So, to be safe, roughly as an estimation, we will grow to be -- we will find things further when time closer to the date, roughly in this, if we start somewhere commence in mid-2019, you can take about 50% of one quarter only for the period of the whole year.

So if RAPID's at about, what, 3.4 million metric tonnes, you have to divide by 4 times 50%. So that's roughly the estimate number, but we are going to revalidate that once the time is closer.

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Alex Goh, Aminvestment Bank - Analyst [42]

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Okay, thank you. That's wonderful.

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Operator [43]

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Mohshin Aziz, Maybank.

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Mohshin Aziz, Maybank Kim Eng - Analyst [44]

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Congratulations on the great results. I just want clarity on the ForEx part. I know there was some explanation just now, but I missed some of it.

I just wanted to know whether it's to do with the completion of SAMUR project, and whether it's also inclusive of the day-to-day operations with regards to selling your products? That's all. Thanks.

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Rashidah Alias, PETRONAS Chemicals Group Bhd. - CFO [45]

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Thank you, Mohshin. Which ForEx are you referring to again?

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Mohshin Aziz, Maybank Kim Eng - Analyst [46]

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The one on cash flow statement whereby there's two items, one is the MYR4.366 billion, and the MYR3.811 billion.

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Rashidah Alias, PETRONAS Chemicals Group Bhd. - CFO [47]

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Okay, sure, in the cash flow statement right?

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Mohshin Aziz, Maybank Kim Eng - Analyst [48]

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Correct.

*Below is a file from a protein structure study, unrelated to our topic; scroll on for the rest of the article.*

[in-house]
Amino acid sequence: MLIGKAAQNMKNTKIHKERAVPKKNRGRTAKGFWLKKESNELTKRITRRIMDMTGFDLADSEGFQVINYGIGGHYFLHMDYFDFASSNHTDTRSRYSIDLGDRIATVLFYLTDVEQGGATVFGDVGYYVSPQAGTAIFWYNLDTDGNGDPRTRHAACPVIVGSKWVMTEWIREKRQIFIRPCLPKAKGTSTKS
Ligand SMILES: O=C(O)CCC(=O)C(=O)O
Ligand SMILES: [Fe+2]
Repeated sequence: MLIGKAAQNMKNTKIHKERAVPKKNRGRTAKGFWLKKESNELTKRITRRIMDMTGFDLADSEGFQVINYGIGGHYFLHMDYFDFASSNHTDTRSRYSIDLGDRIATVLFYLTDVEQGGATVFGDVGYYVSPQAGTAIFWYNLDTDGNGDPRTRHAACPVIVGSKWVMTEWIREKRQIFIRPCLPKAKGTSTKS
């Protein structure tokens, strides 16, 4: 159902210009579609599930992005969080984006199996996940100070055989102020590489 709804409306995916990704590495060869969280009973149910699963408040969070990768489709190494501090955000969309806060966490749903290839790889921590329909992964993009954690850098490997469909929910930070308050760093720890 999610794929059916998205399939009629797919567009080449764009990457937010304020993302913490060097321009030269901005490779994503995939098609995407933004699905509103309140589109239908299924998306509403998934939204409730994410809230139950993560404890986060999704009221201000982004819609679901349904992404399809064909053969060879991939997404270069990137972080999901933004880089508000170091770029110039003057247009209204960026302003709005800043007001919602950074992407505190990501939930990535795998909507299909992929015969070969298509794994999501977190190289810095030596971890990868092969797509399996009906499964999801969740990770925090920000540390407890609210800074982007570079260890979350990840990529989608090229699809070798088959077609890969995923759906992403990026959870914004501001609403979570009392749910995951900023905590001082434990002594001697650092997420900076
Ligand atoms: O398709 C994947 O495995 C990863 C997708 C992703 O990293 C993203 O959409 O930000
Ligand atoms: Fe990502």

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Rashidah Alias, PETRONAS Chemicals Group Bhd. - CFO [49]

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That one is pertaining to a hedging contract, settlement of hedging contract that we undertake pertaining to our shareholders' loans that we give to SAMUR.

Let me explain further. As you are very much aware, SAMUR is very much financed internally using PCG's own cash. So when SAMUR was constructed, a lot of it is in dollar currency, so we give dollar loan to PCG, and then PCG holding company provides dollar loan to SAMUR.

Back then, this started I think about 2014, yes 2013/2014, so back then, the strategy was this project will be refinanced from an external source, external bank loan when it's nearing completion.

This is around 2016, so that was the strategy back then because we need to release the cash for utilization of project RAPID.

So it's a conscious strategy that we took at that point in time, and therefore, in anticipation of the dollar coming back to PCG from raising from the external source, we have hedged the shareholders' loans.

However, today, as we stand today that planning is not on the table any more for the mere reason that PCG has sufficient cash to finance project RAPID. It doesn't quite make sense for us to out to the market and borrow for project SAMUR and when we have sufficient cash to undertake project RAPID.

So then we settle the hedging contracts. So the one that you saw in the cash flow statement is the difference between the hedging rate and also the spot rate, so that's what you saw there.

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Mohshin Aziz, Maybank Kim Eng - Analyst [50]

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I see. So, in summary, basically you took a hedging contract and then you decided -- and this is probably a long-dated hedging contract I would assume. And then --

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Rashidah Alias, PETRONAS Chemicals Group Bhd. - CFO [51]

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It's a progressive long-dated, yes.

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Mohshin Aziz, Maybank Kim Eng - Analyst [52]

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And then after that, you decided you don't need it any more. And, therefore, you unwind it basically.

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Rashidah Alias, PETRONAS Chemicals Group Bhd. - CFO [53]

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Correct. The other point I think I need to make a mention is that back then in 2012 also, because there is a plan for the loans to be repaid or rather to be refinanced through external source, any fluctuation in the shareholders through SAMUR would have been needed to be charged to the income statement.

So the hedging also provides a cushion against the fluctuation. So that's also to protect the ForEx fluctuation in the income statement.

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Mohshin Aziz, Maybank Kim Eng - Analyst [54]

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So let me get this -- let me check if my memory on tax table is still correct. These losses in ForEx, it's not tax deductible, right? Or is it tax deductible?

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Rashidah Alias, PETRONAS Chemicals Group Bhd. - CFO [55]

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Sorry, go ahead, Mohshin.

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Mohshin Aziz, Maybank Kim Eng - Analyst [56]